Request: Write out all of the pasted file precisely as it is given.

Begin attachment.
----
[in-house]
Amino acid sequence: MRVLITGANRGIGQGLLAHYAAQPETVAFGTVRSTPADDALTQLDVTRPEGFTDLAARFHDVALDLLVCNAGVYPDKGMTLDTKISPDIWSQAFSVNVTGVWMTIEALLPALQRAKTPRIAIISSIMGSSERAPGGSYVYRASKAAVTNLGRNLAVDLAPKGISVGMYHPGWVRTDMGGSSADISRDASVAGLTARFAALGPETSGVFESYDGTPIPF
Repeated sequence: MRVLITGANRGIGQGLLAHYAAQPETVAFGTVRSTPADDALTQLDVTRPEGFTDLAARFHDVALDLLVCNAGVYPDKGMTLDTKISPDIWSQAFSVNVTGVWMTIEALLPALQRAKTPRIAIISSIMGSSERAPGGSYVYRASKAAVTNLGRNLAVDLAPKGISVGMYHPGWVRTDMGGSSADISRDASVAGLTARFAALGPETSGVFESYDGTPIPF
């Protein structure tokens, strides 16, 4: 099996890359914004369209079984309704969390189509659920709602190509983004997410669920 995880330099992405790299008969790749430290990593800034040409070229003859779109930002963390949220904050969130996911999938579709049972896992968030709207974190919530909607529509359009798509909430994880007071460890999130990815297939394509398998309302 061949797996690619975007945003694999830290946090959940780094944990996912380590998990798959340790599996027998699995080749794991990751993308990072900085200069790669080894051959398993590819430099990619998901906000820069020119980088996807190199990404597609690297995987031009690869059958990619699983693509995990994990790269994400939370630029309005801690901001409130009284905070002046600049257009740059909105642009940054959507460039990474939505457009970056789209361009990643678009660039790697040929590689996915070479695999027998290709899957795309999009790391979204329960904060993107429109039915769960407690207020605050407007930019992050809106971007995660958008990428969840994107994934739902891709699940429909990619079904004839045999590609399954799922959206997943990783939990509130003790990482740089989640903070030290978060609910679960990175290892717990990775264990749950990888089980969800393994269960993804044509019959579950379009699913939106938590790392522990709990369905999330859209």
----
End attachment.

[in-house]
Amino acid sequence: MRVLITGANRGIGQGLLAHYAAQPETVAFGTVRSTPADDALTQLDVTRPEGFTDLAARFHDVALDLLVCNAGVYPDKGMTLDTKISPDIWSQAFSVNVTGVWMTIEALLPALQRAKTPRIAIISSIMGSSERAPGGSYVYRASKAAVTNLGRNLAVDLAPKGISVGMYHPGWVRTDMGGSSADISRDASVAGLTARFAALGPETSGVFESYDGTPIPF
Repeated sequence: MRVLITGANRGIGQGLLAHYAAQPETVAFGTVRSTPADDALTQLDVTRPEGFTDLAARFHDVALDLLVCNAGVYPDKGMTLDTKISPDIWSQAFSVNVTGVWMTIEALLPALQRAKTPRIAIISSIMGSSERAPGGSYVYRASKAAVTNLGRNLAVDLAPKGISVGMYHPGWVRTDMGGSSADISRDASVAGLTARFAALGPETSGVFESYDGTPIPF
């Protein structure tokens, strides 16, 4: 099996890359914004369209079984309704969390189509659920709602190509983004997410669920 995880330099992405790299008969790749430290990593800034040409070229003859779109930002963390949220904050969130996911999938579709049972896992968030709207974190919530909607529509359009798509909430994880007071460890999130990815297939394509398998309302 061949797996690619975007945003694999830290946090959940780094944990996912380590998990798959340790599996027998699995080749794991990751993308990072900085200069790669080894051959398993590819430099990619998901906000820069020119980088996807190199990404597609690297995987031009690869059958990619699983693509995990994990790269994400939370630029309005801690901001409130009284905070002046600049257009740059909105642009940054959507460039990474939505457009970056789209361009990643678009660039790697040929590689996915070479695999027998290709899957795309999009790391979204329960904060993107429109039915769960407690207020605050407007930019992050809106971007995660958008990428969840994107994934739902891709699940429909990619079904004839045999590609399954799922959206997943990783939990509130003790990482740089989640903070030290978060609910679960990175290892717990990775264990749950990888089980969800393994269960993804044509019959579950379009699913939106938590790392522990709990369905999330859209």